- AciWebservice.deploy_configuration() reference
- Where and how to deploy
- Deploy a model to Azure Container Instances
For more information on using a customer-managed key with ACI, see Encrypt data with a customer-managed key.
Azure Kubernetes Service
You may encrypt a deployed Azure Kubernetes Service resource using customer-managed keys at any time. For more information, see Bring your own keys with Azure Kubernetes Service.
This process allows you to encrypt both the Data and the OS Disk of the deployed virtual machines in the Kubernetes cluster.
This process only works with AKS K8s version 1.17 or higher. Azure Machine Learning added support for AKS 1.17 on Jan 13, 2020.
Machine Learning Compute
Compute cluster The OS disk for each compute node stored in Azure Storage is encrypted with Microsoft-managed keys in Azure Machine Learning storage accounts. This compute target is ephemeral, and clusters are typically scaled down when no runs are queued. The underlying virtual machine is de-provisioned, and the OS disk is deleted. Azure Disk Encryption isn't supported for the OS disk.
Each virtual machine also has a local temporary disk for OS operations. If you want, you can use the disk to stage training data. If the workspace was created with the
hbi_workspace parameter set to
TRUE, the temporary disk is encrypted. This environment is short-lived (only for the duration of your run,) and encryption support is limited to system-managed keys only.
The OS disk for compute instance is encrypted with Microsoft-managed keys in Azure Machine Learning storage accounts. If the workspace was created with the
hbi_workspace parameter set to
TRUE, the local temporary disk on compute instance is encrypted with Microsoft managed keys. Customer managed key encryption is not supported for OS and temp disk.
Azure Databricks can be used in Azure Machine Learning pipelines. By default, the Databricks File System (DBFS) used by Azure Databricks is encrypted using a Microsoft-managed key. To configure Azure Databricks to use customer-managed keys, see Configure customer-managed keys on default (root) DBFS.
When using services such as Automated Machine Learning, Microsoft may generate a transient, pre-processed data for training multiple models. This data is stored in a datastore in your workspace, which allows you to enforce access controls and encryption appropriately.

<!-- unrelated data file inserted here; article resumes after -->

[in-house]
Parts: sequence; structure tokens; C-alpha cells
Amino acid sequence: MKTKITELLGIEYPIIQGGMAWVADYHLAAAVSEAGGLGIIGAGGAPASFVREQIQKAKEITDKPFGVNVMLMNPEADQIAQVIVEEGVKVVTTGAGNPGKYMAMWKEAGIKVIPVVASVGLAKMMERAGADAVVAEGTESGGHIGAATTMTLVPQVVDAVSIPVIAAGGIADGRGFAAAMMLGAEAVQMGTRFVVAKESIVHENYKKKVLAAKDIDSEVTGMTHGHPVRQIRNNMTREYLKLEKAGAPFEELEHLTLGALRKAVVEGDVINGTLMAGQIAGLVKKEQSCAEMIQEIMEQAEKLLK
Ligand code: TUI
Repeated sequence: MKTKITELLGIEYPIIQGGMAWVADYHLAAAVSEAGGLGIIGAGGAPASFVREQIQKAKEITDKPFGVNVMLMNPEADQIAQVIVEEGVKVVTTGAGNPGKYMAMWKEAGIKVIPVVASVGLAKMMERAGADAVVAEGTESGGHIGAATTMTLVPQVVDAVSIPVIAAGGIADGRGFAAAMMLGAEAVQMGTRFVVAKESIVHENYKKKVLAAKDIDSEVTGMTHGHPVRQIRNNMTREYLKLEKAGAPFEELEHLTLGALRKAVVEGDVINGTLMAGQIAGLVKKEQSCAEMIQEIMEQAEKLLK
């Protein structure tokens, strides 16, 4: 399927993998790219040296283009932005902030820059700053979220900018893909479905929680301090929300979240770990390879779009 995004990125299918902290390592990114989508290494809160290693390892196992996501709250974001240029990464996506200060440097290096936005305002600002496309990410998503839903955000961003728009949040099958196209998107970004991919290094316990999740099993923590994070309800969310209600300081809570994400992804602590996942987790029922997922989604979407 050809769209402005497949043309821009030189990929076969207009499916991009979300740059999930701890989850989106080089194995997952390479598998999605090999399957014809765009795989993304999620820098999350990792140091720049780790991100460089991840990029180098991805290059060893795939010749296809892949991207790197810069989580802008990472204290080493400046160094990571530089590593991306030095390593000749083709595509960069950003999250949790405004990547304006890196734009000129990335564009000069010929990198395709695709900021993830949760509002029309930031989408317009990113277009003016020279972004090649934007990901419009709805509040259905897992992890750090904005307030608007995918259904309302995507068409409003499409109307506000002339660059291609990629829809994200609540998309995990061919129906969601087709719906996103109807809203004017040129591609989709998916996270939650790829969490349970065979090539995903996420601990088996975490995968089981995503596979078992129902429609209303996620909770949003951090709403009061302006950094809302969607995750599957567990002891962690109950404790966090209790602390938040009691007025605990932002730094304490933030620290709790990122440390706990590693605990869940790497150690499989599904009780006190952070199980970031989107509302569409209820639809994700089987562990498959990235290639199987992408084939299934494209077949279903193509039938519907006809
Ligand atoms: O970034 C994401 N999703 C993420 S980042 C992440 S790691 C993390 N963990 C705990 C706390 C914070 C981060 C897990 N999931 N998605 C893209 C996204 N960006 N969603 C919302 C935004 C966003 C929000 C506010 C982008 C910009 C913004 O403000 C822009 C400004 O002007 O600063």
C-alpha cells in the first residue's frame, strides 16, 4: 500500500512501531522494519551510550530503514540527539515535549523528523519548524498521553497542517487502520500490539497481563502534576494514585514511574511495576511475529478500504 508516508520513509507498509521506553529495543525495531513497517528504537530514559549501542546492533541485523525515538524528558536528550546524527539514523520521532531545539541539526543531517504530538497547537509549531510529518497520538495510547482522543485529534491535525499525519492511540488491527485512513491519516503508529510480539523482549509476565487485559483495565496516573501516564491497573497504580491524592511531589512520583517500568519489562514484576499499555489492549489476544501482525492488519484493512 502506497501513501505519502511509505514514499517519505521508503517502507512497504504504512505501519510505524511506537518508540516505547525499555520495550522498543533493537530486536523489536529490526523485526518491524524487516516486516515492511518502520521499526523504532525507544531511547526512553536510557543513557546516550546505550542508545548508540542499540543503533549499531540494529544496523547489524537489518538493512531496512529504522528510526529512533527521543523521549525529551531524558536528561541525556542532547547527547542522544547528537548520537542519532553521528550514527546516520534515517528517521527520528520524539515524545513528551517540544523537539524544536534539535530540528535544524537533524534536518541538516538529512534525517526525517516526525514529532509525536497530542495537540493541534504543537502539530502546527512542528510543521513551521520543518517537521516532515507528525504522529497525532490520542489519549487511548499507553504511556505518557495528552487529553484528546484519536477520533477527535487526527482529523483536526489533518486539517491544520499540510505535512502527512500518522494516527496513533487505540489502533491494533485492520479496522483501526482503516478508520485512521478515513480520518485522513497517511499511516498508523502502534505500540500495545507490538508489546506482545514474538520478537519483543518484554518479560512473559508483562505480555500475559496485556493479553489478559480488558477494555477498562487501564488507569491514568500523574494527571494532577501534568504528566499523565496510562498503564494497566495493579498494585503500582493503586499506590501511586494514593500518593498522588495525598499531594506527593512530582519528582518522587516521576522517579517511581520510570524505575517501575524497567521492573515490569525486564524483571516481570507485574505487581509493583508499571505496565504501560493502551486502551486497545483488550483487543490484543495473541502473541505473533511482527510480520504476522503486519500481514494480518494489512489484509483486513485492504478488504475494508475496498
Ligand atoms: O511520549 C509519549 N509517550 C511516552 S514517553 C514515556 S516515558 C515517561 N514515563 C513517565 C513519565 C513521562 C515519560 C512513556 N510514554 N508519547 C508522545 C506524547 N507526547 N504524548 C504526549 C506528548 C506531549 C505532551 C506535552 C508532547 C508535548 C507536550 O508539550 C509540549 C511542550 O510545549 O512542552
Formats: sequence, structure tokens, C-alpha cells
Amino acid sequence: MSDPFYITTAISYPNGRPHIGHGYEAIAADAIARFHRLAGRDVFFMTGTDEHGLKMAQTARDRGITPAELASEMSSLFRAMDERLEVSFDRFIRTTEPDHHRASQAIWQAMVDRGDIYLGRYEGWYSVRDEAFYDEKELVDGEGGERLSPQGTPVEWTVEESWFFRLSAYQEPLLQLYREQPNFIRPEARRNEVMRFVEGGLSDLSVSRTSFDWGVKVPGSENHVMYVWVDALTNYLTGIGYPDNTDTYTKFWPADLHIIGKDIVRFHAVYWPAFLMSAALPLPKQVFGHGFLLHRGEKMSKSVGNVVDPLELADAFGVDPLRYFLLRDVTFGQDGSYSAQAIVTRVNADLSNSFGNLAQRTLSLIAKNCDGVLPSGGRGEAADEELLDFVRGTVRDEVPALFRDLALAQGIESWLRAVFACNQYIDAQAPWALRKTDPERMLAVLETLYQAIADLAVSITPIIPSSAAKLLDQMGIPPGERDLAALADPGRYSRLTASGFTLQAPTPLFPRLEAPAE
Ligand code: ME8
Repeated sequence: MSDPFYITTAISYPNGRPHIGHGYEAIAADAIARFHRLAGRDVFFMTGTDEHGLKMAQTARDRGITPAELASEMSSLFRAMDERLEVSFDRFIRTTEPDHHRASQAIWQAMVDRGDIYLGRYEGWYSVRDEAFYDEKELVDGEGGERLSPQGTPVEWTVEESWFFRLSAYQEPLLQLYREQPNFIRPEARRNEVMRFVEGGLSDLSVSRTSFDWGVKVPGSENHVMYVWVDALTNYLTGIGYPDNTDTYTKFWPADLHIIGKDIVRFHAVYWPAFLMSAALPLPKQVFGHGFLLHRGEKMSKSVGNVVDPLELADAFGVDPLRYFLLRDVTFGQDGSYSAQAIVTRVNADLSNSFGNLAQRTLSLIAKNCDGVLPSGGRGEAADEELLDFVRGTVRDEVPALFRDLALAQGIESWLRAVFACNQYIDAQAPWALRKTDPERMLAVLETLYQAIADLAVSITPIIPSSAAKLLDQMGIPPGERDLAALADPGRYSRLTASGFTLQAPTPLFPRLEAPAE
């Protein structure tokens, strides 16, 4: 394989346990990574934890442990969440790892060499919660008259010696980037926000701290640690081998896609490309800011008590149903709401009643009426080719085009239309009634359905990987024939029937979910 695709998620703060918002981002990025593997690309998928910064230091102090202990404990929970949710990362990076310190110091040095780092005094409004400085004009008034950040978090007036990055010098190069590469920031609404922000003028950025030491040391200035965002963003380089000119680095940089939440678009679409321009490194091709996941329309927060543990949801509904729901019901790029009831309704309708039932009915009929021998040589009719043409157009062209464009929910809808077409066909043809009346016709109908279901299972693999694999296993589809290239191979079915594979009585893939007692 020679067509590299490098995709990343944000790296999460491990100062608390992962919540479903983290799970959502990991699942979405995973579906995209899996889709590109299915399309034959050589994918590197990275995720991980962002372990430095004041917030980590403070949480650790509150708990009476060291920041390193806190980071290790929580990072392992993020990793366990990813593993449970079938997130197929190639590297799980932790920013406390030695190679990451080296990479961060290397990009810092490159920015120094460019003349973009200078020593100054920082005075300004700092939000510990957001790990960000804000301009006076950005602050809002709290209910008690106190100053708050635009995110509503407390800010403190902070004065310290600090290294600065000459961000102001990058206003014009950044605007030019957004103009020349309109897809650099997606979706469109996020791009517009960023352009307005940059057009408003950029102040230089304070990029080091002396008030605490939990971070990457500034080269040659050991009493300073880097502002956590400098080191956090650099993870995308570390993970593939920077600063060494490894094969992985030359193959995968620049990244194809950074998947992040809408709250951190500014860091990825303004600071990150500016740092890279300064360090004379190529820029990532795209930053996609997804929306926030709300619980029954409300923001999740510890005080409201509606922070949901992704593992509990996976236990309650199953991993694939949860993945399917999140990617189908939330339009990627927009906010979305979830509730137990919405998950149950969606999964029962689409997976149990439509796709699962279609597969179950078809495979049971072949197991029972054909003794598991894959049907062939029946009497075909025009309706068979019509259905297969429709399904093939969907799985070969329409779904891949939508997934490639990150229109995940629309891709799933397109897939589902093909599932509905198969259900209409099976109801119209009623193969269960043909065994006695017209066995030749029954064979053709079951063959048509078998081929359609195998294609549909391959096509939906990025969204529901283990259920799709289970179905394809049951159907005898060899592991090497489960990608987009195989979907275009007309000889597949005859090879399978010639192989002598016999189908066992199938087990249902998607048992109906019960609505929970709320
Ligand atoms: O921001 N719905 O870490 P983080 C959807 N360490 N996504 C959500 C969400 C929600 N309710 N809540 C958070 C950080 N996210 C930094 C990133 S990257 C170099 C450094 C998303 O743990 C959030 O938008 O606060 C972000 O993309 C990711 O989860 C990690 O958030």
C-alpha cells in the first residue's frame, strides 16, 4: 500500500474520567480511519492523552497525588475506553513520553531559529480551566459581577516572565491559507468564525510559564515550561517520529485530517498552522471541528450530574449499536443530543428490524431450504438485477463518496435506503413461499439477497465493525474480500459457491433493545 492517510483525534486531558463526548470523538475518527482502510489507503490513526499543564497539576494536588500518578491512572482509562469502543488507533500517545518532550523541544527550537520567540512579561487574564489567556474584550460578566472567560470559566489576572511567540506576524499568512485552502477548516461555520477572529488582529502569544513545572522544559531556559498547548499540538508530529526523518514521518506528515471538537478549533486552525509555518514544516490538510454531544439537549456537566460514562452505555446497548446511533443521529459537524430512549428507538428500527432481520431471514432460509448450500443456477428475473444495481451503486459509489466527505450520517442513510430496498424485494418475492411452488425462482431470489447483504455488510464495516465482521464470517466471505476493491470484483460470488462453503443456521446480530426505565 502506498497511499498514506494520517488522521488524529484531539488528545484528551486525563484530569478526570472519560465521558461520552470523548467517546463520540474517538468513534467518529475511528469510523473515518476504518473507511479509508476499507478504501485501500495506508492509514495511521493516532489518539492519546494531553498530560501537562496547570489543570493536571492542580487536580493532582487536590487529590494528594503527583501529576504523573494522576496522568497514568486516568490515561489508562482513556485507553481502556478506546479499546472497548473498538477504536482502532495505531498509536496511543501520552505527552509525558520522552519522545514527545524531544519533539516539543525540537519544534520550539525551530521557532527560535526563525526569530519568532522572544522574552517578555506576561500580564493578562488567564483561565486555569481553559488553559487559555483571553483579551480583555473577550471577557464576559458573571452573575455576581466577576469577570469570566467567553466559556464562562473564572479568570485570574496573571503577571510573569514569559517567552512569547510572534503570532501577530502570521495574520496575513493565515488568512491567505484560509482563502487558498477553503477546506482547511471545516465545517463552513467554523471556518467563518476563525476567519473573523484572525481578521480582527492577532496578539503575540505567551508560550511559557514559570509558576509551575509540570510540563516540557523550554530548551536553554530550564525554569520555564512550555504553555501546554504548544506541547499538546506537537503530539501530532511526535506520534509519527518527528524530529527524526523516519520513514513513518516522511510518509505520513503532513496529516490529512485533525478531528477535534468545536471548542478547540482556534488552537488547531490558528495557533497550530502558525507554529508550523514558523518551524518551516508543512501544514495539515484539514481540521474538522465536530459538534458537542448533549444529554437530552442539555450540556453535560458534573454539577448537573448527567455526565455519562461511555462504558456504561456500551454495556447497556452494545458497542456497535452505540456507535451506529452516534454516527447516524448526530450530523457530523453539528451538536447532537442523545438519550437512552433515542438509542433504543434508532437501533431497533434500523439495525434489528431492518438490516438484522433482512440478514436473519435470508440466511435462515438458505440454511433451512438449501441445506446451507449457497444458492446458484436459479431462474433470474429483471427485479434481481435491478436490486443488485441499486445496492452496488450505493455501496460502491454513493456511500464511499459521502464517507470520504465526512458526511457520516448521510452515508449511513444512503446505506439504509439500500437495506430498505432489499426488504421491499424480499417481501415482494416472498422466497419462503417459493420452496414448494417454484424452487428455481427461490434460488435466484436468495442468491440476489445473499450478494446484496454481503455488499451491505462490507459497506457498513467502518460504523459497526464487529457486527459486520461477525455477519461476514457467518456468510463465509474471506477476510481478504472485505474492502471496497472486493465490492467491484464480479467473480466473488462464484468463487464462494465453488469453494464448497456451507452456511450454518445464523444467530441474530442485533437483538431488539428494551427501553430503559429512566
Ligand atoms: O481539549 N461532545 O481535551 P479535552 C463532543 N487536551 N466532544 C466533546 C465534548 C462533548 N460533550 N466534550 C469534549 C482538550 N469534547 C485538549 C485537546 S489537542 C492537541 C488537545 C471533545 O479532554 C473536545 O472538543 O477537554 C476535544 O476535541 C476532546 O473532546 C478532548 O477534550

You may also want to encrypt diagnostic information logged from your deployed endpoint into your Azure Application Insights instance.
Encryption in transit
Azure Machine Learning uses TLS to secure internal communication between various Azure Machine Learning microservices. All Azure Storage access also occurs over a secure channel.
To secure external calls made to the scoring endpoint, Azure Machine Learning uses TLS. For more information, see Use TLS to secure a web service through Azure Machine Learning.
Data collection and handling
Microsoft collected data
Microsoft also recommends not storing sensitive information (such as account key secrets) in environment variables. Environment variables are logged, encrypted, and stored by us. Similarly when naming run_id, avoid including sensitive information such as user names or secret project names. This information may appear in telemetry logs accessible to Microsoft Support engineers.
You may opt out from diagnostic data being collected by setting the
hbi_workspace parameter to
TRUE while provisioning the workspace. This functionality is supported when using the AzureML Python SDK, the Azure CLI, REST APIs, or Azure Resource Manager templates.
Using Azure Key Vault
Azure Machine Learning uses the Azure Key Vault instance associated with the workspace to store credentials of various kinds:
- The associated storage account connection string
- Passwords to Azure Container Repository instances
- Connection strings to data stores
SSH passwords and keys to compute targets like Azure HDInsight and VMs are stored in a separate key vault that's associated with the Microsoft subscription. Azure Machine Learning doesn't store any passwords or keys provided by users. Instead, it generates, authorizes, and stores its own SSH keys to connect to VMs and HDInsight to run the experiments.
Each workspace has an associated system-assigned managed identity that has the same name as the workspace. This managed identity has access to all keys, secrets, and certificates in the key vault.